Fracking Deserves An Informed Debate
Posted July 31, 2014
The review of hydraulic fracturing (fracking) by David Wheeler, President of Cape Breton University, is a model of transparency and accessibility. It is intended to be a dispassionate assessment of the relevant facts. It is not a political process but sets the stage for political choices to be made in a well-informed context.The review began by inviting general public to provide initial thoughts, as well as recommendations for panelists. Not everyone seemed to understand that an idea’s value is not enhanced by repetition—the Council of Canadians sent in the same text 507 times.
Dr. Wheeler assembled a panel of distinguished academics each of whom agreed to serve for a small honorarium, all within a modest budget of $100,000. The available literature was diligently consulted and the evolution of regulatory practices considered.
The panel has produced exposure drafts for its proposed ten chapters. For each one an opportunity has been provided for public input. In addition an online forum was established to discuss three of the topics (resource potential, energy well integrity, impact on public health).
Finally, a series of eleven public meetings were held across the province, mostly in counties likely to be candidates for exploration. At each a slide presentation was provided, highlighting the panel’s findings to date. The final report will be produced in August.
The panel’s measured and thoughtful approach was not always reciprocated at the public meetings. Many of those who attended viewed it as an opportunity to ventilate their opposition rather than to learn from the panel’s work. In fact Wheeler was often unable to finish presenting his slides. Some of the comments were abusive and uncalled for—one dismissed the whole process as “a sham” and a “faux consultation.” Others suggested that the panel was in the pocket of industry.
This is disgraceful. Many of those people are the same ones clamouring for public participation and dialogue. Wheeler’s panel has provided many opportunities for input and produced a valuable contribution to understanding of the topic. Yet many opponents want to discredit it before it is even finalized. This is not to say that all opponents acted rudely, or that there are no real issues. Chief among those are energy well integrity, disposal of fracking fluids when they come back above ground, respect for aboriginal rights, and community acceptance.
Problems have occurred when well bores were not properly sealed, resulting in leakages into aquifers and the atmosphere. Care and regulatory oversight are needed in managing and disposing of used fracking fluids, to which potential contaminants may have been added underground. Technology addressing both issues has advanced quite a bit in western Canada, but achieving satisfactory regulation continues to be a matter for serious discussion.
The topic of aboriginal rights is well beyond my ability to explain, even before the recent Supreme Court of Canada decision about land rights in British Columbia. But it is illustrative of the more general issue of community acceptance.
Given the scarce knowledge of resource potential any estimate as to potential benefit to the province is highly speculative. The panel’s guess is in the $5–$25 billion range, just for royalties. Therefore if Nova Scotia has the right geology (by no means a certainty) the resource could be enormously valuable to the funding of quality health, education, and other services.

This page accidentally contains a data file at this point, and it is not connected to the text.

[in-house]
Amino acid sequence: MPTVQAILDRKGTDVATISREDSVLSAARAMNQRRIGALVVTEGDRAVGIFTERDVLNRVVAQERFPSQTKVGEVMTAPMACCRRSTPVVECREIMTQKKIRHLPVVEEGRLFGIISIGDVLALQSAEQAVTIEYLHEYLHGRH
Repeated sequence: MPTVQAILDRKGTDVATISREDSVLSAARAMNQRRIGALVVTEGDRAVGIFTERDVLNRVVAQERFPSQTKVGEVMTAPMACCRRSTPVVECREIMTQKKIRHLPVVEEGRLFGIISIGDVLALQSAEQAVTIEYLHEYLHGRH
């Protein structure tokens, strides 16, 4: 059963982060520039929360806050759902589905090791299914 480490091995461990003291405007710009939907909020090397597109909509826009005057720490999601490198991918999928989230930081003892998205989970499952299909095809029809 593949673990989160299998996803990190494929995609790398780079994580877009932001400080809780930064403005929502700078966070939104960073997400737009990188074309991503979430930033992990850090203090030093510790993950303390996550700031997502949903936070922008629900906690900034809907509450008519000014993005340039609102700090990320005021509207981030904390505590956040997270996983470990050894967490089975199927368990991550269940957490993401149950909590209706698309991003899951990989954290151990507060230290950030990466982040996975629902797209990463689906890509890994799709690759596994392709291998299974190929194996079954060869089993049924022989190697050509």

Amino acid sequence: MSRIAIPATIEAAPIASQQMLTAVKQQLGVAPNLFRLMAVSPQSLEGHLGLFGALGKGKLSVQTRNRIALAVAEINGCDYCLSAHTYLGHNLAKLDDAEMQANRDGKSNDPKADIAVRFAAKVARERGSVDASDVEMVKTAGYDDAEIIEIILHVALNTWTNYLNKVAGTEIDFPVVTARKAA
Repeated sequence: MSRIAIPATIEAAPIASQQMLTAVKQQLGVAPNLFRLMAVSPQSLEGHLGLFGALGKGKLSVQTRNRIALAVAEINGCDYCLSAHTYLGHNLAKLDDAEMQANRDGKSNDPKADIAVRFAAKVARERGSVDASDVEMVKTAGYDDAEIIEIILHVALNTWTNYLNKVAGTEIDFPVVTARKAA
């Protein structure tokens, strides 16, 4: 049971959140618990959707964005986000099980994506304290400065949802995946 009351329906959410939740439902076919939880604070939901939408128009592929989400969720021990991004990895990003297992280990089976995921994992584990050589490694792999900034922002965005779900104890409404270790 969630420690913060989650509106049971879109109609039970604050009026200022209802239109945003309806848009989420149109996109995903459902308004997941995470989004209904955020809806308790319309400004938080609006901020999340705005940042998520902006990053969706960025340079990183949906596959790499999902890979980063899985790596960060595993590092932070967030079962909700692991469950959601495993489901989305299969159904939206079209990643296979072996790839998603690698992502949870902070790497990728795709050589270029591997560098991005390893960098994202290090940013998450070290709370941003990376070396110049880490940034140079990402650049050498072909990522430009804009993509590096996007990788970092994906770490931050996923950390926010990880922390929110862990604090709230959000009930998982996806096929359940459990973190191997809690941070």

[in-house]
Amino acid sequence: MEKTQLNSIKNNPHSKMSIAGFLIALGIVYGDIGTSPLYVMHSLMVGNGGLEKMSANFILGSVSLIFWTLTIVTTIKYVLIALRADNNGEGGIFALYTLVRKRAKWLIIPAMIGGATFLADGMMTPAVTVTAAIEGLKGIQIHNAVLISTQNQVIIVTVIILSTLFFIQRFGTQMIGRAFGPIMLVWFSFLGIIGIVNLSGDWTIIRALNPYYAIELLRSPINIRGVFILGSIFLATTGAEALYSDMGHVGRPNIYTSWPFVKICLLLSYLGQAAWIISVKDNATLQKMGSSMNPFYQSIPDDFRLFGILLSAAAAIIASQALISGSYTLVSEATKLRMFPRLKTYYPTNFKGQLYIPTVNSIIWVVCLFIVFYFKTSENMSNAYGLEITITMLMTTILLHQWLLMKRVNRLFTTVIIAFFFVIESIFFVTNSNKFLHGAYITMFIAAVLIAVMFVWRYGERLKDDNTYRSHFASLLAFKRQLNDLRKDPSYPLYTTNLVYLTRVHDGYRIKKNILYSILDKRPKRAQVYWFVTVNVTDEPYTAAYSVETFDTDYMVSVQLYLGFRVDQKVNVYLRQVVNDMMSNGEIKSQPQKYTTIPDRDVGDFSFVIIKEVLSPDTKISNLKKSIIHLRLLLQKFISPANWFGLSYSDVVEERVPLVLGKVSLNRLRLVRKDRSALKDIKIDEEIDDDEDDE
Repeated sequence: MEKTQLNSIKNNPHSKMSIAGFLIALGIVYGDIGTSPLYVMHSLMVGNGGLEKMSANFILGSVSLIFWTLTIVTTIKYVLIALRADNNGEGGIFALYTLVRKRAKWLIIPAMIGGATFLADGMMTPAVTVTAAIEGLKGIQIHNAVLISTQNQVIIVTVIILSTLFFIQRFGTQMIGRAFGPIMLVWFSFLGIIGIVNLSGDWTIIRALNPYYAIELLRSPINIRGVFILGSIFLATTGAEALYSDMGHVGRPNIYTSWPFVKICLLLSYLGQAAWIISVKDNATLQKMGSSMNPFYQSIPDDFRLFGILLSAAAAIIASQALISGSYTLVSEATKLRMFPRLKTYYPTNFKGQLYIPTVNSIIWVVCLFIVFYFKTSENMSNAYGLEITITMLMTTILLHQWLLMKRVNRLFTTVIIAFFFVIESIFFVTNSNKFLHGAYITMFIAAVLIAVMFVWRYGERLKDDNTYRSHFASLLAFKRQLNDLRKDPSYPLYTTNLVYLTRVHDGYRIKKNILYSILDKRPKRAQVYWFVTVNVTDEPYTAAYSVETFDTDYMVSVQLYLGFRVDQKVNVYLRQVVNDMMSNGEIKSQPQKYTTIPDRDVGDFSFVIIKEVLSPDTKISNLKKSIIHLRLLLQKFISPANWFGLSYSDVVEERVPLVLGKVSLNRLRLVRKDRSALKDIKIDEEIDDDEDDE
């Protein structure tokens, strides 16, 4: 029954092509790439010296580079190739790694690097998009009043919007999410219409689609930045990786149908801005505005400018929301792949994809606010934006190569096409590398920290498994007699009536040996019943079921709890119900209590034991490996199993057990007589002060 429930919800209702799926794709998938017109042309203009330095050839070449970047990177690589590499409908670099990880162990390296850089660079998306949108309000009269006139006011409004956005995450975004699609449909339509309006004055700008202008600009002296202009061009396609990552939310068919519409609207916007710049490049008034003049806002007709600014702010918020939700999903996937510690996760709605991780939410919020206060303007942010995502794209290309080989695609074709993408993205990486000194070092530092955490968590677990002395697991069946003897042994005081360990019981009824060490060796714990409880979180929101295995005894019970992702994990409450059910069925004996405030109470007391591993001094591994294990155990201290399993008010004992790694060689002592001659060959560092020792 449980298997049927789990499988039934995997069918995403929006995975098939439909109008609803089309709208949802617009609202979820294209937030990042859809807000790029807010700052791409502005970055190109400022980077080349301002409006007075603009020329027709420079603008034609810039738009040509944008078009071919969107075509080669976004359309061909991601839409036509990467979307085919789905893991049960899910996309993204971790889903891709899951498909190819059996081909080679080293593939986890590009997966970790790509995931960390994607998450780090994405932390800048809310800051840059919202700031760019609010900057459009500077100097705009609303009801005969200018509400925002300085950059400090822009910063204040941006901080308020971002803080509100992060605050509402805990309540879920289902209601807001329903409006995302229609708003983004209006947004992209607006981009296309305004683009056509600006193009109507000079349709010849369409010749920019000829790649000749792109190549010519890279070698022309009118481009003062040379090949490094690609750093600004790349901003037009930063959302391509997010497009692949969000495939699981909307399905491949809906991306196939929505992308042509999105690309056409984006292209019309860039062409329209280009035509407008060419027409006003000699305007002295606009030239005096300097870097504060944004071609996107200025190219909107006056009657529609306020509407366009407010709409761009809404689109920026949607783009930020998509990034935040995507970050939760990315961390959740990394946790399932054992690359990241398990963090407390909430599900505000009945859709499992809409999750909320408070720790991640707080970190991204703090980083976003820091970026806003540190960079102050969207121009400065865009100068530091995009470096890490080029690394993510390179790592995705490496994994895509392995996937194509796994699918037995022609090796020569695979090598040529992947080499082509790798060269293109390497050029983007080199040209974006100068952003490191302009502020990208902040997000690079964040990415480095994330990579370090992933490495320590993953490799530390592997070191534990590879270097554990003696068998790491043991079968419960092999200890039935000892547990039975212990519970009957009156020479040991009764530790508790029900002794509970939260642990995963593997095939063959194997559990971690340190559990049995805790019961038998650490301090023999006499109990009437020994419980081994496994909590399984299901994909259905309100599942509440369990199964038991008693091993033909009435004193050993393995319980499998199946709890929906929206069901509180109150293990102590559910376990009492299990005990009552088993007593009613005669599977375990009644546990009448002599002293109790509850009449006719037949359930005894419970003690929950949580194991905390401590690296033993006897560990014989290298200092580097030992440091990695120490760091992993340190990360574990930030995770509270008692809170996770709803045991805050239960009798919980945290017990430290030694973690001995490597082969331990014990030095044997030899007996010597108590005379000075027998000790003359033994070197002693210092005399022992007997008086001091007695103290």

But it is not enough that the province as a whole benefits. Any immediately affected community needs an extra share of that cash to acknowledge its contribution and to deal with issues like increased truck traffic and other strains on infrastructure.
They must have found a way to deal with that in Western Canada. Each of the four western provinces has embraced fracking. It is also permitted in New Brunswick. Quebec is experimenting with it on lightly populated Anticosti Island. In Alberta’s case more than 175,000 wells have been fracked. If the assertions of some opponents were true Alberta should by now be a rapidly emptying wasteland with barely breathable air and not a drop of potable water to be found. In fact it is the richest and fastest growing province in Canada, followed closely by Saskatchewan and BC. Incomes in low-tax Alberta are almost 40% higher than Nova Scotia. Farmers have not suffered: production of wheat and canola reached record levels last year. We are losing more of our young people to Alberta than anywhere else.
Those three provinces, together with oil-rich Newfoundland and Labrador, are the “have” provinces contributing equalization payments to the rest of Canada. Nova Scotia’s share this year will be $1.75 billion. Without fracking in the western provinces it would be much less.
Wheeler was careful to explain that nothing is going to happen soon. Much more work needs to be done, particularly on environmental regulations and determining aboriginal rights.
Most important will be developing measures that will intensively engage potentially affected communities and make them feel that they are in a win position. It might be worthwhile for a group of community leaders to go out west and see how this can work in practice.
Readers are urged to look at the slides used in Wheeler’s presentation. Better still read the whole report when it comes out in August. Shale gas and oil could be a very important contributor to a prosperous future for Nova Scotia. As the discussion moves forward Nova Scotians should insist on a civilized and well-informed debate.
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